Proponents of CER also claim that it has the potential to address limitations in the inferences that can be made at a population level from the results of RCTs that are conducted in more restricted settings. But we need to avoid assuming that the failure to reproduce the results of RCTs for interventions when applied to the real world is necessarily a comment on the potential benefits of the intervention itself; discordance between RCT results and those in the real world may have more to do with the circumstances under which the intervention is delivered. Exploration of these circumstances, rather than rejection of an intervention that might benefit subpopulations when appropriately applied, is a potentially important agenda for CER.
Because of the variety of factors that can affect the performance of an intervention in the real world, it is not unreasonable to question CER results obtained from selected populations as necessarily generalizable to other populations or regions where there may be differences in health services delivery mechanisms, access to services, insurance arrangements, age structures, and socioeconomic factors among others. We already know from the pioneering work of Wennberg and Gittelsohn10 that there can be considerable variation in patterns of care and outcomes across geographic regions.11 We will need to be more explicit about how CER can most appropriately contribute, what inferences can be made from its comparisons, and what further explorations of the data might be needed before accepting them at face value.
A key contribution from these papers is reconciliation of the lingering doubts created by the political debates around ARRA in which a coalition of influential partners opposed the $1.1 billion investment in evaluation science on the grounds that it would stymie progress in personalized medicine.12 Both articles confirm, through CER, the relevance of traditional evaluation approaches for personalized medicine interventions.
The two sets of authors set up a vision for improved conduct and reporting of biomarker validation studies for personalized medicine using tools (often presented as recommendations or statements) patterned after the evidence-based movement (eg, CONSORT; Assessment of Multiple Systematic Reviews [AMSTAR]; Grading of Recommendations Assessment, Development, and Evaluation [GRADE]; Appraisal of Guidelines for Research and Evaluation [AGREE]).13–16 But, just as McShane and Hayes1 and Ginsburg and Kuderer2 highlight the distinction between real-world circumstances requiring CER approaches and the controlled environments of RCTs, their own recommendations for use of QI tools (eg, Biospecimen Reporting for Improved Study Quality, Reporting Recommendations for Tumor Marker Prognostic Studies [REMARK], Strengthening the Reporting of Observational Genetic Association Studies, and the Evaluation of Genomic Applications in Practice and Prevention [EGAPP] initiative) will themselves face real-world challenges for adoption.17–20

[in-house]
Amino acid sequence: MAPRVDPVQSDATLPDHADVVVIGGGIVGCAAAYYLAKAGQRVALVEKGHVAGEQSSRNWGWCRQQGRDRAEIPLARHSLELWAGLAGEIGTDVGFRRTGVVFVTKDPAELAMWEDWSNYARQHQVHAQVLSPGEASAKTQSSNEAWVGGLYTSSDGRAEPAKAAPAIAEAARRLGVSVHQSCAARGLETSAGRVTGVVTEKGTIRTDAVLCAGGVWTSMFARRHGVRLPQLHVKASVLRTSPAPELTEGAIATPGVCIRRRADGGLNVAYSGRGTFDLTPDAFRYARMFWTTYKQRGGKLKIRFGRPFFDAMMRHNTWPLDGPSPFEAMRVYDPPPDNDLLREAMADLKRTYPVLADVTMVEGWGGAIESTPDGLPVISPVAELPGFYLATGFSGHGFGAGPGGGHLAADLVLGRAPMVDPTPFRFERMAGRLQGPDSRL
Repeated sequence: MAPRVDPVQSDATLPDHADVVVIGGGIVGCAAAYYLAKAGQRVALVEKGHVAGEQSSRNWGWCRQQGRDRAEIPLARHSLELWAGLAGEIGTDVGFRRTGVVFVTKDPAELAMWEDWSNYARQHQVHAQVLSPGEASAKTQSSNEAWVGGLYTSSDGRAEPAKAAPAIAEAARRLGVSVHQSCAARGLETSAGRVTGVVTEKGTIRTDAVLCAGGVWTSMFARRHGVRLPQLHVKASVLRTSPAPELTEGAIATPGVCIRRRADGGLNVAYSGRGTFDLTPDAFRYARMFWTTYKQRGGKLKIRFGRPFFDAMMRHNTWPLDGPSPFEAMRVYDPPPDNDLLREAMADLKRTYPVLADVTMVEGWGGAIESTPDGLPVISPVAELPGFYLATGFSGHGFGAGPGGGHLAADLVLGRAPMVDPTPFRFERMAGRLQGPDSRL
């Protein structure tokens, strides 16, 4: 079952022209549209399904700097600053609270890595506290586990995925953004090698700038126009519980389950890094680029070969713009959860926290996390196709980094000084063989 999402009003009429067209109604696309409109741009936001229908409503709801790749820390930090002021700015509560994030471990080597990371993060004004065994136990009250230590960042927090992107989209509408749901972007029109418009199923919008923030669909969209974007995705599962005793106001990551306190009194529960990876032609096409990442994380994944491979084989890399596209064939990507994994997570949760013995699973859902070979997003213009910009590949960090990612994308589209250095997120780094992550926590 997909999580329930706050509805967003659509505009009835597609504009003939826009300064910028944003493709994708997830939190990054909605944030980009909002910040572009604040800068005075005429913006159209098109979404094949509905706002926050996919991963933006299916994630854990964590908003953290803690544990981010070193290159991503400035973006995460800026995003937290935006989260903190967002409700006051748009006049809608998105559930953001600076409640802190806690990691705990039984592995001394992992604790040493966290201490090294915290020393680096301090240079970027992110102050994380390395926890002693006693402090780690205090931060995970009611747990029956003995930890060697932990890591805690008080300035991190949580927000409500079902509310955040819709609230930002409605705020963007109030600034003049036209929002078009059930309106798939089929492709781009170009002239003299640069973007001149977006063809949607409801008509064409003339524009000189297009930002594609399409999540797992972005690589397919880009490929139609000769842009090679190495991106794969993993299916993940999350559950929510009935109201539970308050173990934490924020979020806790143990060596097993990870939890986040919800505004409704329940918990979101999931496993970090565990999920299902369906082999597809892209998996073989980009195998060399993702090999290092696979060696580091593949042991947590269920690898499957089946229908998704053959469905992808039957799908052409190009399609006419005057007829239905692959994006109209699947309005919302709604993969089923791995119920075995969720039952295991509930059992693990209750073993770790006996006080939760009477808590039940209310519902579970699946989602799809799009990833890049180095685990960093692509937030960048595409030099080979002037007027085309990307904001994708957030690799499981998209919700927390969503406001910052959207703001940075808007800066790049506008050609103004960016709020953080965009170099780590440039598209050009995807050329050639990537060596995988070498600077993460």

Analogous to the gap identified between recommendations from practice guidelines and their use in the real world,21 the recommendations from these QI tools for genomic medicine will require active implementation. Lessons for promoting adoption of standards can be learned from the emerging fields of knowledge translation and implementation science22–24 that show dissemination of recommendations through the literature to be a relatively ineffective, and perhaps the least effective, strategy to promote behavior change. In this context, it is surprising how timid is the language in the publications of tools for improved reporting in genomic medicine, often couching recommendations as voluntary, awareness-raising, and intended for readers as opposed to doers of research. For example, the publication of QI standards in genomic medicine by the EGAPP Working Group is accompanied by disclaimers in almost apologetic terms about any authority (other than moral) for influence or enforcement of its recommendations.20 Although this may be appropriate given the positioning of the EGAPP Working Group, it does speak to the need for bolder approaches to stimulate adoption of these QI tools. On the other hand, it is encouraging that tools such as these have been successfully promoted and adopted in the evidence-based realm by influential journals and other organizations—from which lessons can be learned. It is encouraging that Journal of Clnical Oncology has adopted REMARK as a reporting standard. A recent proposal of a tool to facilitate adoption of the Biospecimen Reporting for Improved Study Quality recommendations by pathologists is a welcome action-oriented strategy for promoting their use.25 In addition, the recent Institute of Medicine Report on Evolution of Translational Omics26 and the availability of ARRA related-funding could stimulate accelerated uptake.
As CER and QI tools seek to address the real-world circumstances that affect quality in the conduct and reporting of genomic research, so too do these strategies face their own real-world challenges, some of which I highlight here.